A trait determined by genes on either of the sex chromosomes is properly termed sexlinked. This genetic pattern became widely known with the occurrence of hemophilia in European and Russian royal families.
The rules governing all modes of sex-linked inheritance can be derived logically by considering the chromosomal basis. Females have 2 X chromosomes, 1 of which will go to each ovum. Males have both an X and a Y chromosome. The male parent contributes his only X chromosome to all his daughters and his only Y chromosome to all his sons. Traits determined by genes carried on the Y chromosome are transmitted from a father to 100% of his sons. Among these Y chromosomal genes is the testis-determining factor (TDF; also called sex-determining region Y, or SRY). Genes controlling tooth size, stature, spermatogenesis, and hairy pinnae (hypertrichosis pinnae auris) are also on the Y chromosome. All other sex-linked traits or diseases are thought to result from genes on the X chromosome and are properly termed X-linked. Some X-linked conditions have considerable frequencies in human populations; congenital color vision defects such as protan and deutan anomalies were among the first human traits assigned to a specific chromosome.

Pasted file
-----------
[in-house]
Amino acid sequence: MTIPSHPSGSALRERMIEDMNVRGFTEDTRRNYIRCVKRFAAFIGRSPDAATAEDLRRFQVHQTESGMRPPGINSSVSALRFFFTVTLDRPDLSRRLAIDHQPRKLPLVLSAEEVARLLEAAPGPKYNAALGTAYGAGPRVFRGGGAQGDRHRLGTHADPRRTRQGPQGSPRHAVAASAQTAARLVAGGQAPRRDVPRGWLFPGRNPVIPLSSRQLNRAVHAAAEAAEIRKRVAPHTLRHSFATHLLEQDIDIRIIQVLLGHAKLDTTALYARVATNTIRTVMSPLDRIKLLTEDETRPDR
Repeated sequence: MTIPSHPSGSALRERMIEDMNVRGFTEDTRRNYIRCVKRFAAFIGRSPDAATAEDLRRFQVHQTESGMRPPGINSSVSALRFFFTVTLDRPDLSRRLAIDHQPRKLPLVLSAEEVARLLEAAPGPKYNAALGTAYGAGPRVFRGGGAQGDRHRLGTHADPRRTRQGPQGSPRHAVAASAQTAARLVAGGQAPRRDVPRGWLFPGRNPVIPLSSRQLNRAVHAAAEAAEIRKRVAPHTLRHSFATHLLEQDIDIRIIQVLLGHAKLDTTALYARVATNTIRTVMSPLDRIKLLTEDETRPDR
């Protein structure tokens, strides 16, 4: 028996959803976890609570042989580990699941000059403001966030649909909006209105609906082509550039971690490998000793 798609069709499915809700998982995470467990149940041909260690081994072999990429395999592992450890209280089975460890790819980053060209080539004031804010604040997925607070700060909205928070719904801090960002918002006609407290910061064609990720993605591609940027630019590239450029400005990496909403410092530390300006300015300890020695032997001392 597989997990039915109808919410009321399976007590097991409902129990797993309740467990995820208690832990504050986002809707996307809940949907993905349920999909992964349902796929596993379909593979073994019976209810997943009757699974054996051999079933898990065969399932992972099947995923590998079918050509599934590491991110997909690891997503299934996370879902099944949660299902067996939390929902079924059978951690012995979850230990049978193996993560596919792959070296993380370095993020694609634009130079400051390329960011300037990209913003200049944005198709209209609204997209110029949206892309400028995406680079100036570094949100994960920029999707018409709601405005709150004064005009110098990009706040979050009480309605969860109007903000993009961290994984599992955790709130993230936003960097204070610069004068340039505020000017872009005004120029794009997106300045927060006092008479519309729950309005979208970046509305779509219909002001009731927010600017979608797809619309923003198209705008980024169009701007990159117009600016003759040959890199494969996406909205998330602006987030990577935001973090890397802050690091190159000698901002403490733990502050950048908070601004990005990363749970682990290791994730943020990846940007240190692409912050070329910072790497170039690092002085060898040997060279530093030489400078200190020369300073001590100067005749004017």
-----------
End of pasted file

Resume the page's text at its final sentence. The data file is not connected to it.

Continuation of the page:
The distinctive feature of X-linked inheritance, both dominant and recessive, is the absence of father-to-son transmission. Because the male X chromosome passes only to daughters, all daughters of an affected male will inherit the mutant gene.
X-linked recessive inheritance